About this Research Topic
A growing body of evidence indicates that oxidative stress-induced vascular damage is a crucial factor in the pathogenesis of cardiovascular diseases (CVD). In this context, the term "vascular oxidative stress" refers to increased levels of reactive oxygen species (ROS) within the vascular wall, where production is due to the diseases-associated aberrant functioning of several ROS-generating enzymes, including NADPH oxidase, the mitochondrial electron transport system, uncoupling of endothelial NO synthase (eNOS) and cytochrome p450.
Natural antioxidants (NA) from vegetable foods and some beverages appears to counteract oxidative stress, and their intake has been associated with a reduced incidence of risk factors for CVD. It has indeed been hypothesized that NA consumption, by preventing ROS-induced oxidative damage would preserve vascular cells functions thus reducing the occurrence of cardiovascular events. Nonetheless, many clinical trials have failed to demonstrate that increased NA consumption has a protective action against CVD and the reason for these disappointing findings is so far unclear.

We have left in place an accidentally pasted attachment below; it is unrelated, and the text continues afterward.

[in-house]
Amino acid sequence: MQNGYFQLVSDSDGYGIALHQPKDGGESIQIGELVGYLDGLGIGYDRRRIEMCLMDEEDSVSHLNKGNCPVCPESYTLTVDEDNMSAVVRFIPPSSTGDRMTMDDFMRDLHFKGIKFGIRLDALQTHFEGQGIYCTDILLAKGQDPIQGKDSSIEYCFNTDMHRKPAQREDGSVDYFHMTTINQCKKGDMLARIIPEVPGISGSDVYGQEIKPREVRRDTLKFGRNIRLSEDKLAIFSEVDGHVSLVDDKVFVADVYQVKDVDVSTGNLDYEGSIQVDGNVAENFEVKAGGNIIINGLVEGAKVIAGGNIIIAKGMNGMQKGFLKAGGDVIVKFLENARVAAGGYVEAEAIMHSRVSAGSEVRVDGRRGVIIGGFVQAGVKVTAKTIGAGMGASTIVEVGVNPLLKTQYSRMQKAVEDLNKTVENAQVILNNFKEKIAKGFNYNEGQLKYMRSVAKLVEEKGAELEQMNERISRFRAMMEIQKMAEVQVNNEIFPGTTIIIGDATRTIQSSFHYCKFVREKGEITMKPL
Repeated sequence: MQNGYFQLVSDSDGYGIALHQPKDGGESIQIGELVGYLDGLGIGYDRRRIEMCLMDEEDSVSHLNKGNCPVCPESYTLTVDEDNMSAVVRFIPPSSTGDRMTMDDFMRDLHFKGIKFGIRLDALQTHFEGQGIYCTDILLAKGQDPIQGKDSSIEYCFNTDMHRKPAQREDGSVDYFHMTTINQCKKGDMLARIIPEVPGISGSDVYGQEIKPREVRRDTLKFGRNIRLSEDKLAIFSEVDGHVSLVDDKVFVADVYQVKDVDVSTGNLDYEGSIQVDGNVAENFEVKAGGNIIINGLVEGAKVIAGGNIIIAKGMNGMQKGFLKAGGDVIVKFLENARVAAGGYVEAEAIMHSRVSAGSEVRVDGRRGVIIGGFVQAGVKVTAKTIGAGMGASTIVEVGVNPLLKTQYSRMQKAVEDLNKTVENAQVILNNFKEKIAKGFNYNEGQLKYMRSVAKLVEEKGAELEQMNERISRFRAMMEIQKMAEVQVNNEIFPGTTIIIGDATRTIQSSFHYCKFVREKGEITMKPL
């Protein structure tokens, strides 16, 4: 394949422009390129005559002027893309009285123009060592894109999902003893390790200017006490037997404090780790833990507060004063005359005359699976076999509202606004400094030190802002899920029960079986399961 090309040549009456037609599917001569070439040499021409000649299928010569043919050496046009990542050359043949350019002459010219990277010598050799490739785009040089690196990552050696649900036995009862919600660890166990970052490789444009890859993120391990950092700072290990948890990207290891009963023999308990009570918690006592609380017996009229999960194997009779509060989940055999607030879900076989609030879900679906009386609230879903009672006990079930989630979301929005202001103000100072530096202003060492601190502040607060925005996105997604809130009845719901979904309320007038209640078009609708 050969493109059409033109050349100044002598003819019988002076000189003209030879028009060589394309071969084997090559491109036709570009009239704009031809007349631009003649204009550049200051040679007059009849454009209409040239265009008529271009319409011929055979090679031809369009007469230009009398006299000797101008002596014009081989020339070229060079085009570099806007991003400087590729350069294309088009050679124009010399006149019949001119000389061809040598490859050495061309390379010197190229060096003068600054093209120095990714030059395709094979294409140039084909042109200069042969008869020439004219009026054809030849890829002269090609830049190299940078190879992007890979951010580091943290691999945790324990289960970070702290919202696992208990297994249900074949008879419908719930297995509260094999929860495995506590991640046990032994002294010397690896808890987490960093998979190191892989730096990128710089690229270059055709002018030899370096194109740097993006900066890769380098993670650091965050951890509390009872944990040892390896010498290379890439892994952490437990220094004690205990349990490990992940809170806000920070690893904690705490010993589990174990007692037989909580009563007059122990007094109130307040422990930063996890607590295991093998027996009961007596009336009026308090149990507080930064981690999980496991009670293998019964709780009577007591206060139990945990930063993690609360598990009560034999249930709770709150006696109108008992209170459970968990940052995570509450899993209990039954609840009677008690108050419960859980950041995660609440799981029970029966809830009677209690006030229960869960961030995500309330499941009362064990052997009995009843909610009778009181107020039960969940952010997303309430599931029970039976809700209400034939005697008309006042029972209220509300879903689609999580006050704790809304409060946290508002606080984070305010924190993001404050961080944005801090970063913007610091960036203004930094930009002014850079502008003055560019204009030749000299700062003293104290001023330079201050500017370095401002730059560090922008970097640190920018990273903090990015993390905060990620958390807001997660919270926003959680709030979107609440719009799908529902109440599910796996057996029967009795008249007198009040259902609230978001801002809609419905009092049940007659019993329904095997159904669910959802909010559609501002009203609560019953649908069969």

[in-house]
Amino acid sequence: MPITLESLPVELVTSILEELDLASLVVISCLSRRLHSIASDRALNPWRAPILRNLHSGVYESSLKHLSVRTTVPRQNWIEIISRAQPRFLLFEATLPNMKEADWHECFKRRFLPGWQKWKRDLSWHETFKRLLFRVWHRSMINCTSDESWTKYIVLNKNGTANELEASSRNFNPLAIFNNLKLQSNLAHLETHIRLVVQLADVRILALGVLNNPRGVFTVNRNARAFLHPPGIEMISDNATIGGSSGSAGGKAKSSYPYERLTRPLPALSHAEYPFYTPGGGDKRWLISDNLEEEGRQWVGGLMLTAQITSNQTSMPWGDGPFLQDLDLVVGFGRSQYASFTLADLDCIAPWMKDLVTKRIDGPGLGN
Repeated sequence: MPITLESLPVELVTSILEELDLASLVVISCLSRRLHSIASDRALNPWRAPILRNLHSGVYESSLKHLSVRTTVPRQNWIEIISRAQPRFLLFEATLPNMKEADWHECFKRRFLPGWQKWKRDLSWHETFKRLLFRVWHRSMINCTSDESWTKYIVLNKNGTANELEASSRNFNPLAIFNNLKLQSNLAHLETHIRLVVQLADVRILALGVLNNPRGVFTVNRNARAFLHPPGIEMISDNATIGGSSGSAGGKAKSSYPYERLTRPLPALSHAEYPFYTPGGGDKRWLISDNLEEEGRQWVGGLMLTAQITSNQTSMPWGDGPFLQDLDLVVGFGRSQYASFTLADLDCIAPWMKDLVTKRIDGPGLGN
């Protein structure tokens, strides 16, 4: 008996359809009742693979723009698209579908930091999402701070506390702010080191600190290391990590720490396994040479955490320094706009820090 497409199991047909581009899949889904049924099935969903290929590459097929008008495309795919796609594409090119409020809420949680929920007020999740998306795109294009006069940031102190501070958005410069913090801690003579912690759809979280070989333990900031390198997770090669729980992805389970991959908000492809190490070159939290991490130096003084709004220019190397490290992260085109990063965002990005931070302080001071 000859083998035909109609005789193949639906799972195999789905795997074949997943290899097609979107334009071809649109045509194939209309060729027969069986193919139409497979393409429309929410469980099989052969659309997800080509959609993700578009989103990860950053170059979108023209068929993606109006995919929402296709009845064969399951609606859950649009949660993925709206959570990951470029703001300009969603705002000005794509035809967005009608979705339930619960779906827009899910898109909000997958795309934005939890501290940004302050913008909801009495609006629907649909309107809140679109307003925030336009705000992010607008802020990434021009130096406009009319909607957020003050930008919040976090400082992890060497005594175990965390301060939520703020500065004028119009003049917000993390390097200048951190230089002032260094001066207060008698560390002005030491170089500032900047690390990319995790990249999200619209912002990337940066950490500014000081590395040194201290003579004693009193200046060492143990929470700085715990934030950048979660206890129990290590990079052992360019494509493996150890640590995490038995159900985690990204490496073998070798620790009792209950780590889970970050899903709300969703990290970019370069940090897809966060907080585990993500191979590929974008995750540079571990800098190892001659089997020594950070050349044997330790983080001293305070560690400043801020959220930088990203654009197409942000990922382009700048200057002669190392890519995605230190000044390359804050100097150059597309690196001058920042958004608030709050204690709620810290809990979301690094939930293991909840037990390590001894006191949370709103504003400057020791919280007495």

ROS can have a dual action within the cells, modulating both pro- and anti-survival signals, hence therapeutic approaches aimed at ROS suppression might have the unexpected consequences of negatively impacting vascular cells functions. Furthermore, NA may act as pro-oxidants under particular conditions and paradoxically increase ROS generation and elicit cell damage. In this light, antioxidant-based strategies based on the counteraction of intracellular ROS, to prevent vascular cell functions, may have the untoward effect of leading to vascular damage.
The aim of this Research Topic is to attract original research articles, clinical studies, and review articles dealing with this particular aspect of NA. Therefore, we welcome authors to submit manuscripts that explore, discuss or comment data concerning the impact of NA on the regenerative potential of vascular cells.
Potential arguments may include, but are not limited to, the following:
Impact of NA on angiogenesis, vasculogenesis and vascular remodeling;
Impact of NA on vascular homeostasis, blood loss, platelet activation and their interaction with leukocytes and vascular cells in general;
Impact of NA on endothelial cells and vascular smooth muscle cells functions and behavior (e.g. proliferation, migration, differentiation, phenotypic switch);
Impact of NA on perivascular cells such as pericytes and adventitial perivascular cells (e.g. fibroblasts and adipocytes);
Impact of NA on endothelial progenitor cell and other bone marrow-originated cells; and
Impact of NA on cardiac stem cells proliferation and cardiac regeneration.
Keywords: Reactive Oxygen Species, Oxidative stress, Natural Antioxidants, Endothelium, Vasculature, Vascular cells, Endothelial progenitor cell, Cardiac Stem Cells, Regenerative Potential
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